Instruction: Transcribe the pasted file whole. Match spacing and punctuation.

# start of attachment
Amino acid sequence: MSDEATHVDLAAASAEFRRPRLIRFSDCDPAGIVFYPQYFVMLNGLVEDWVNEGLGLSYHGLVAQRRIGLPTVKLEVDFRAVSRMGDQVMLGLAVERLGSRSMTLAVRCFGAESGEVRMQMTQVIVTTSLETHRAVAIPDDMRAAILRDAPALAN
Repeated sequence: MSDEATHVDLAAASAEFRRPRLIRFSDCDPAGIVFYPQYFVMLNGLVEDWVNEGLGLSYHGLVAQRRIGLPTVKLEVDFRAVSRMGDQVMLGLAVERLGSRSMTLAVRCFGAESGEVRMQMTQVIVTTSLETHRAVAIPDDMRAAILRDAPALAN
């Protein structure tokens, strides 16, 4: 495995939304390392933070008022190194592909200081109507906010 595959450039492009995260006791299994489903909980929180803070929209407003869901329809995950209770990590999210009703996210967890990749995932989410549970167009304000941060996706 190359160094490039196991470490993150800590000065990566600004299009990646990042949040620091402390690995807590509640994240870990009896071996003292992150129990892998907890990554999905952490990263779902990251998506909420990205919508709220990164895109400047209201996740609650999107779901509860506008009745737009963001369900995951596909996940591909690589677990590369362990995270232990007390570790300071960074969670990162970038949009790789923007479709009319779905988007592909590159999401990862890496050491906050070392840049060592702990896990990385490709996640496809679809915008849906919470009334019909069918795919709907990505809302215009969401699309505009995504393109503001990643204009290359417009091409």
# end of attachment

Amino acid sequence: MSDEATHVDLAAASAEFRRPRLIRFSDCDPAGIVFYPQYFVMLNGLVEDWVNEGLGLSYHGLVAQRRIGLPTVKLEVDFRAVSRMGDQVMLGLAVERLGSRSMTLAVRCFGAESGEVRMQMTQVIVTTSLETHRAVAIPDDMRAAILRDAPALAN
Repeated sequence: MSDEATHVDLAAASAEFRRPRLIRFSDCDPAGIVFYPQYFVMLNGLVEDWVNEGLGLSYHGLVAQRRIGLPTVKLEVDFRAVSRMGDQVMLGLAVERLGSRSMTLAVRCFGAESGEVRMQMTQVIVTTSLETHRAVAIPDDMRAAILRDAPALAN
């Protein structure tokens, strides 16, 4: 495995939304390392933070008022190194592909200081109507906010 595959450039492009995260006791299994489903909980929180803070929209407003869901329809995950209770990590999210009703996210967890990749995932989410549970167009304000941060996706 190359160094490039196991470490993150800590000065990566600004299009990646990042949040620091402390690995807590509640994240870990009896071996003292992150129990892998907890990554999905952490990263779902990251998506909420990205919508709220990164895109400047209201996740609650999107779901509860506008009745737009963001369900995951596909996940591909690589677990590369362990995270232990007390570790300071960074969670990162970038949009790789923007479709009319779905988007592909590159999401990862890496050491906050070392840049060592702990896990990385490709996640496809679809915008849906919470009334019909069918795919709907990505809302215009969401699309505009995504393109503001990643204009290359417009091409």